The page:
Interesting thoughts from Dominique Raccah, at Sourcebooks publishing, on what makes a successful eBook. In the current market, with the current technology, she says it’s mostly fiction, and some narrataive non-fiction:

What’s selling in ebooks? It’s primarily narrative … Stories seem to be at the heart of eBooks right now. Even the successful non-fiction eBooks we’re seeing skew to narrative – memoirs and biography and history. They’re all stories – and they’re all linear reading experiences. [more]

And, from Raccah’s experience at Sourcebooks, what doesn’t work in eBooks is Reference and Childrens’ books, which are notably non-linear reading experiences:

Reference is the biggest category of non-fiction and our experience at Sourcebooks is that reference is … the hardest category to get right in eBooks. At Sourcebooks, reference is highly formatted: lots of subsections, sidebars, pictures, diagrams, pull-quotes, etc. It’s highly “browseable,” “dippable,” not necessarily a linear reading experience. All the things that we put in to make the book more experiential as a printed book are the very things that are harder to replicate as an experience in an eBook. And there are so many different kinds of reference books.

The other difficult transformation area right now is children’s books (as distinct from young adult books). E-tailers’ bestsellers lists, publisher-reported data, and our own data are not suggesting strong conversion to eBooks yet for juvenile books, outside of cross-over YA. [more]

Raccah’s comments echo the ideas of Jakob Nielsen and Paul Biba, who also decry the domination of eBooks by the linear book metaphor. They note particularly the poor fit of the linear book model for cookbooks, travel guides, and encyclopedias.

Eric Rumsey is at: eric-rumsey AttSign uiowa dott edu and on Twitter @ericrumsey

Keith Peters used his new USB microscope to take pictures of magnified text, snips of which are below. His article on this included the pictures and a discussion of iPad and Kindle. He says little about the book and magazine pictures, and they’re far down in his article. I thought they added an interesting comparison with the iPad and Kindle …

The voluminous comments to Peters’ article, mostly on iPad vs Kindle, are interesting, with many heated opinions and citing of tech issues like dpi, bit depth, resolution and contrast. The arguments give an indication of how little scientific proof there is on what makes text readable/legible — Seems to be a case of who can shout the loudest! Not only is it difficult to define clear criteria to judge text on computers and eReaders, it’s also surprisingly difficult to find evidence about text on print vs computer – Googling for subjects like readability screen and readability screen print turn up little that’s relevant (Please email me if you’re a better googler than I am!) In Wikipedia, the most relevant subject seems to be Typography, but it also doesn’t speak much to the issue of print vs computer.

Eric Rumsey is at: eric-rumsey AttSign uiowa dott edu and on Twitter @ericrumsey

Scott Stein at CNET wrote yesterday about what he calls iPad App fatigue — the growing realization, after the first flush of  iPad interest, that there aren’t many good iPad apps. This fits nicely with articles I’ve seen in the last couple of weeks suggesting that the primacy of Apps-Thinking is a holdover from the iPhone, where it IS valuable to have a separate app to tailor information for a small screen. But people are realizing that the iPad screen is big enough that it’s not necessary to have a separate app, that most web sites do just fine with the iPad’s Safari browser.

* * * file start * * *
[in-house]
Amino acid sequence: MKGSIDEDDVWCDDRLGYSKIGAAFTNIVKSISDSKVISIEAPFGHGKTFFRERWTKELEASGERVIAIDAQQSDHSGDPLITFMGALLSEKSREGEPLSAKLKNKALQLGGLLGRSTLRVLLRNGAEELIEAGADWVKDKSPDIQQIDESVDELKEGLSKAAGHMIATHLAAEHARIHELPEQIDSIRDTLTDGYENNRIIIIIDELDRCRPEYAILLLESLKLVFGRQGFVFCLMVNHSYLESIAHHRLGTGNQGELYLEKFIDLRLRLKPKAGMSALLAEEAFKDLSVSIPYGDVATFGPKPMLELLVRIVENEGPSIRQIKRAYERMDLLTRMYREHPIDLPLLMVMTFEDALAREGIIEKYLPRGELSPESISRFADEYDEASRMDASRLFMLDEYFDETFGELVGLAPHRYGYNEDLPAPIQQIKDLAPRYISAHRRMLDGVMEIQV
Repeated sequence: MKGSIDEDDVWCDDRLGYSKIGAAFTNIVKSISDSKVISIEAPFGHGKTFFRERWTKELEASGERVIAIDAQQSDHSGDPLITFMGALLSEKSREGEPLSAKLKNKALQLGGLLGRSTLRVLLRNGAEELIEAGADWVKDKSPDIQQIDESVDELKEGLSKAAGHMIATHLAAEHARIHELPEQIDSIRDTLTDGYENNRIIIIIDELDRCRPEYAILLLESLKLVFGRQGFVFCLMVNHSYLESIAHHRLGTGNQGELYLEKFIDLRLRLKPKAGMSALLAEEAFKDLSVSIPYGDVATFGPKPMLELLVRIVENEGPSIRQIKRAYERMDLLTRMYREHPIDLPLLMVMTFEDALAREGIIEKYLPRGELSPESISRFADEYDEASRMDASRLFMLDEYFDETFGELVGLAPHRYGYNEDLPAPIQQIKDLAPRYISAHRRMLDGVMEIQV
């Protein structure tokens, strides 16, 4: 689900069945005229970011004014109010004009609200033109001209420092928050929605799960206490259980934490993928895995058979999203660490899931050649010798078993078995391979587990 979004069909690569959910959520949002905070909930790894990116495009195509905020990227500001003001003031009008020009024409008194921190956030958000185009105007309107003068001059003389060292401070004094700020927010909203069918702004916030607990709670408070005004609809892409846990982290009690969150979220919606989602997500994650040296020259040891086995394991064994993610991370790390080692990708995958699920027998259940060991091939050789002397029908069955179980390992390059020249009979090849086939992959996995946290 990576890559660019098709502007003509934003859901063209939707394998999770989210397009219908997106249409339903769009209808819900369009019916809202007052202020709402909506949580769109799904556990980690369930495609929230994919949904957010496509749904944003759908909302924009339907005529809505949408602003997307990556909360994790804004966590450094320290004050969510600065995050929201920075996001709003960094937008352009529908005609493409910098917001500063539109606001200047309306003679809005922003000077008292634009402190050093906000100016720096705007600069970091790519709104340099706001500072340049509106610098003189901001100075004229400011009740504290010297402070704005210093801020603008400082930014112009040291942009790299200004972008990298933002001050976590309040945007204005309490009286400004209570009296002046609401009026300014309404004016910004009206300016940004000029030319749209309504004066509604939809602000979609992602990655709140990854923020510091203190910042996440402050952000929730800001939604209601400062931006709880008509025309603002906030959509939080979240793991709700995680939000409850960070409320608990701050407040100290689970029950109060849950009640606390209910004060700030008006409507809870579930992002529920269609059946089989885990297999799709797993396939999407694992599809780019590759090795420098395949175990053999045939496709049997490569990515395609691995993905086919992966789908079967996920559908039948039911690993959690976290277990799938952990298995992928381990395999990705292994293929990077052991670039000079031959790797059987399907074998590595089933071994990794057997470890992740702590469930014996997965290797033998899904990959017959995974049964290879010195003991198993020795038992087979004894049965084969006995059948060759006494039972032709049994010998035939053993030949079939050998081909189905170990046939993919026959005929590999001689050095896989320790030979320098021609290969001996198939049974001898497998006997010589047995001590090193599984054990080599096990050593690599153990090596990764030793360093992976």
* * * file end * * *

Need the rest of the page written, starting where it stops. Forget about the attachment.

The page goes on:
On this theme, Newsweek’s Daniel Lyons says that although many publishers have succumbed to Steve Jobs’s App fever, some more cautious ones are unconvinced. He reports his conversation with Nick Denton, publisher of Gawker Media: “Every single time something new comes out and people wonder what’s the killer app, the answer is the same. It’s the Web every time.The boring old Web.” The Web has grown into its own organic “ecosytem” — What advantage is there, Lyons and Denton suggest, in trying to create a separate ecosytem-app for each media source, a separate app that doesn’t talk to the ecosystem of the Web?:

Denton has looked at some of the news-media apps and says he’s unimpressed. … “I loved the look of the Time app, but then I tried to select and copy a paragraph to send to a friend. I did the action automatically, without even thinking.” And guess what? You can’t do that. “You can’t e-mail. You can’t bookmark. It made me realize how much the experience of reading has changed. Nobody really just reads anymore. They copy text, send links, tweet,” Denton says.

Dan Frommer, in a follow-up article, captures Lyons & Denton’s thoughts with his snappy title: Hey, Media Companies, The ‘Boring Old Web’ Is Way More Important Than Your Crappy iPad App.

Jacob Weisberg, over at Slate, writes on the same motif. He says traditional publishers’ idea that they’re going to make big bucks selling iPad apps for their magazines is off-target because the Web version of magazines is at least as good as the app versions:

The first problem with the publishers’ fantasy … is that you don’t need those cute little apps to read newspapers and magazines. On the iPhone, apps bring real advantages—it’s no fun navigating a complex Web page through that 3.5-inch window. The iPad, by contrast, has a 9.7-inch display that is big, bright, and beautiful. The Safari browser is a great way to read any publication on the device, so long as you have a good WiFi connection.

And finally, new media journalist Jason Fry weighs in — He says news sites are finding that their iPad apps are superfluous because the web version is just as good or better: